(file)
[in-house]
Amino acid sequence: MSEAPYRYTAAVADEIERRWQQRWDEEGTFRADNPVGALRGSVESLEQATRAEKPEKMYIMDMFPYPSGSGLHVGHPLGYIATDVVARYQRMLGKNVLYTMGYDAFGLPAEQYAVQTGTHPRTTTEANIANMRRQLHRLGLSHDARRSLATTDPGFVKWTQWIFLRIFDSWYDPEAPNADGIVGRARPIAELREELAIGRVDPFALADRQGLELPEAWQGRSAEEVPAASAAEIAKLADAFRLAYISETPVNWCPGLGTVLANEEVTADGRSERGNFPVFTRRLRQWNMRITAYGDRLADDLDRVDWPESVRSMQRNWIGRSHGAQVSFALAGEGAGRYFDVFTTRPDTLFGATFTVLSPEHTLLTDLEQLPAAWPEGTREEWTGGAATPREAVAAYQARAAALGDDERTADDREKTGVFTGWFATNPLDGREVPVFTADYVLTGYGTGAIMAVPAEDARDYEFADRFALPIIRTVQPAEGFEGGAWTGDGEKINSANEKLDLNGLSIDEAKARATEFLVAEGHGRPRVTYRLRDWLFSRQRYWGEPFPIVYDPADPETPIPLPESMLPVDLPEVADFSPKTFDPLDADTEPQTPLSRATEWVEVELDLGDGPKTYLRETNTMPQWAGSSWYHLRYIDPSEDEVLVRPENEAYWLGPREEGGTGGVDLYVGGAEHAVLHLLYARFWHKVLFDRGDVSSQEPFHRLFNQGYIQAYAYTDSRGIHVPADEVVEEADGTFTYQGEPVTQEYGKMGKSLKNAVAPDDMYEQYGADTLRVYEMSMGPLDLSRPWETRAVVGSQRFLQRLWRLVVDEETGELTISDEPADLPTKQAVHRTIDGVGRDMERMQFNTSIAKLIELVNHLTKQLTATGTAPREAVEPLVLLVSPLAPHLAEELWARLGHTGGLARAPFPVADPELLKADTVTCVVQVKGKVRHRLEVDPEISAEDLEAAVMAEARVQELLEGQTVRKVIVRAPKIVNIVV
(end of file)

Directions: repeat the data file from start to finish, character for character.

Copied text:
[in-house]
Amino acid sequence: MSEAPYRYTAAVADEIERRWQQRWDEEGTFRADNPVGALRGSVESLEQATRAEKPEKMYIMDMFPYPSGSGLHVGHPLGYIATDVVARYQRMLGKNVLYTMGYDAFGLPAEQYAVQTGTHPRTTTEANIANMRRQLHRLGLSHDARRSLATTDPGFVKWTQWIFLRIFDSWYDPEAPNADGIVGRARPIAELREELAIGRVDPFALADRQGLELPEAWQGRSAEEVPAASAAEIAKLADAFRLAYISETPVNWCPGLGTVLANEEVTADGRSERGNFPVFTRRLRQWNMRITAYGDRLADDLDRVDWPESVRSMQRNWIGRSHGAQVSFALAGEGAGRYFDVFTTRPDTLFGATFTVLSPEHTLLTDLEQLPAAWPEGTREEWTGGAATPREAVAAYQARAAALGDDERTADDREKTGVFTGWFATNPLDGREVPVFTADYVLTGYGTGAIMAVPAEDARDYEFADRFALPIIRTVQPAEGFEGGAWTGDGEKINSANEKLDLNGLSIDEAKARATEFLVAEGHGRPRVTYRLRDWLFSRQRYWGEPFPIVYDPADPETPIPLPESMLPVDLPEVADFSPKTFDPLDADTEPQTPLSRATEWVEVELDLGDGPKTYLRETNTMPQWAGSSWYHLRYIDPSEDEVLVRPENEAYWLGPREEGGTGGVDLYVGGAEHAVLHLLYARFWHKVLFDRGDVSSQEPFHRLFNQGYIQAYAYTDSRGIHVPADEVVEEADGTFTYQGEPVTQEYGKMGKSLKNAVAPDDMYEQYGADTLRVYEMSMGPLDLSRPWETRAVVGSQRFLQRLWRLVVDEETGELTISDEPADLPTKQAVHRTIDGVGRDMERMQFNTSIAKLIELVNHLTKQLTATGTAPREAVEPLVLLVSPLAPHLAEELWARLGHTGGLARAPFPVADPELLKADTVTCVVQVKGKVRHRLEVDPEISAEDLEAAVMAEARVQELLEGQTVRKVIVRAPKIVNIVV